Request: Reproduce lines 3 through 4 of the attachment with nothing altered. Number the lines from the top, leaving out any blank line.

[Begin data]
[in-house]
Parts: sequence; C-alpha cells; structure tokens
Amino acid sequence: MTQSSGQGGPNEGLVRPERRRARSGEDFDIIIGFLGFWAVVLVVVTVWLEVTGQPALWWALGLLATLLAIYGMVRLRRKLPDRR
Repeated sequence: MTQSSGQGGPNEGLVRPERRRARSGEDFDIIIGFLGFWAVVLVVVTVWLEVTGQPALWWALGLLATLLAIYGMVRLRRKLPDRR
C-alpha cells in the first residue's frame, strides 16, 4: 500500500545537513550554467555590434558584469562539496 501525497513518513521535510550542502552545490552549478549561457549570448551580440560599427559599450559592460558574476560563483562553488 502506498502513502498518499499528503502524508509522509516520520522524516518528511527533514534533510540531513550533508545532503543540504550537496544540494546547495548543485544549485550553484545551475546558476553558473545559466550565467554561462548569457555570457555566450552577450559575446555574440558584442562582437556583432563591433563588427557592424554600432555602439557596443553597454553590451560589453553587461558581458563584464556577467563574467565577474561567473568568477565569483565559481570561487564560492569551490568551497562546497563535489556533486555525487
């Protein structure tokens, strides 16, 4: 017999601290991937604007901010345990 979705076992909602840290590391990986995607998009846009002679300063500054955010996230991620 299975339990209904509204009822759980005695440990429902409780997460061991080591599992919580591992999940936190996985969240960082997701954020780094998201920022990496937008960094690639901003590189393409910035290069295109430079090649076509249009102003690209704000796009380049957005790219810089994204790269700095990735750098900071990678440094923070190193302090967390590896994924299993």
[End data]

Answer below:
Amino acid sequence: MTQSSGQGGPNEGLVRPERRRARSGEDFDIIIGFLGFWAVVLVVVTVWLEVTGQPALWWALGLLATLLAIYGMVRLRRKLPDRR
Repeated sequence: MTQSSGQGGPNEGLVRPERRRARSGEDFDIIIGFLGFWAVVLVVVTVWLEVTGQPALWWALGLLATLLAIYGMVRLRRKLPDRR